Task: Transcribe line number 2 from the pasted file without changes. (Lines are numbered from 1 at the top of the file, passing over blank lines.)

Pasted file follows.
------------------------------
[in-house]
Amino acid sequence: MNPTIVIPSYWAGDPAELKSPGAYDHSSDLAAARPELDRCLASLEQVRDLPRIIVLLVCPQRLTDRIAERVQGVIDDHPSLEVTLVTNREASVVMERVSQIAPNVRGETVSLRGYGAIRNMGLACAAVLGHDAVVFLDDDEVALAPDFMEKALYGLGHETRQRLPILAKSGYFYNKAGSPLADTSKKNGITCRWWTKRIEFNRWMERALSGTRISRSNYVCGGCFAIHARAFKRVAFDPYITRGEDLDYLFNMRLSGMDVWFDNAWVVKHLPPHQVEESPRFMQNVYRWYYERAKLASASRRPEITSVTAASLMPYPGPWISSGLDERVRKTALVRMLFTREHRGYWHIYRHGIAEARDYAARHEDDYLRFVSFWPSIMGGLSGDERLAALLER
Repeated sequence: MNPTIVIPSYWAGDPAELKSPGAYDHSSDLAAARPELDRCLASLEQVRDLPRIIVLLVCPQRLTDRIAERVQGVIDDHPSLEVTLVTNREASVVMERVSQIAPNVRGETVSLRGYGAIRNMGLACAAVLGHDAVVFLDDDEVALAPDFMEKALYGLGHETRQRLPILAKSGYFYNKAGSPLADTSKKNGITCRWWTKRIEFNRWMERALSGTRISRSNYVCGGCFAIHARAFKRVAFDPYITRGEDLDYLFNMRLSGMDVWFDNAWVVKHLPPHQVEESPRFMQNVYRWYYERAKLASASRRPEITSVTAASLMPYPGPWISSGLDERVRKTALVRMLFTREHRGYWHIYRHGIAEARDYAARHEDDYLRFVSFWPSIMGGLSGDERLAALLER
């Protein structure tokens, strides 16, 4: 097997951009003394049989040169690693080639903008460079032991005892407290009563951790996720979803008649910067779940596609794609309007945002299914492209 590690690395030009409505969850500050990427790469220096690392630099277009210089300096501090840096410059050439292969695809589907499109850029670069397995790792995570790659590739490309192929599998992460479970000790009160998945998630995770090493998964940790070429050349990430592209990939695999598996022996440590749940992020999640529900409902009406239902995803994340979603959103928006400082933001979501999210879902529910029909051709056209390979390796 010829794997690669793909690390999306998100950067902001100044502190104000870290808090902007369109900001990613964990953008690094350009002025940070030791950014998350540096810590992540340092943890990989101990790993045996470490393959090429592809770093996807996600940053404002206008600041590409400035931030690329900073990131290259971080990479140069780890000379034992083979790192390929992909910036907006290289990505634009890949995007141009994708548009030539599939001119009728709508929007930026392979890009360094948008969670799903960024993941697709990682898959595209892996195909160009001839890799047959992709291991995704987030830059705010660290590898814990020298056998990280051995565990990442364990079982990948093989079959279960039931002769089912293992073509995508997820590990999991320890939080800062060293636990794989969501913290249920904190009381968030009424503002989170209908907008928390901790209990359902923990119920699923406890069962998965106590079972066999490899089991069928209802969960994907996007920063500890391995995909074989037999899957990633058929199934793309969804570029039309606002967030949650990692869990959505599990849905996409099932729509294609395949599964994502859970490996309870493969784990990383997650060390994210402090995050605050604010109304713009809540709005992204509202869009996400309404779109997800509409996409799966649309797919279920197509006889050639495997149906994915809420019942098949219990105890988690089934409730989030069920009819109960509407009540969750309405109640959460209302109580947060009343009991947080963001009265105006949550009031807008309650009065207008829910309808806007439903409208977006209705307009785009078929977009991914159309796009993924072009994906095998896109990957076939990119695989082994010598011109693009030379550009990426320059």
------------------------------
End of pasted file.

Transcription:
Amino acid sequence: MNPTIVIPSYWAGDPAELKSPGAYDHSSDLAAARPELDRCLASLEQVRDLPRIIVLLVCPQRLTDRIAERVQGVIDDHPSLEVTLVTNREASVVMERVSQIAPNVRGETVSLRGYGAIRNMGLACAAVLGHDAVVFLDDDEVALAPDFMEKALYGLGHETRQRLPILAKSGYFYNKAGSPLADTSKKNGITCRWWTKRIEFNRWMERALSGTRISRSNYVCGGCFAIHARAFKRVAFDPYITRGEDLDYLFNMRLSGMDVWFDNAWVVKHLPPHQVEESPRFMQNVYRWYYERAKLASASRRPEITSVTAASLMPYPGPWISSGLDERVRKTALVRMLFTREHRGYWHIYRHGIAEARDYAARHEDDYLRFVSFWPSIMGGLSGDERLAALLER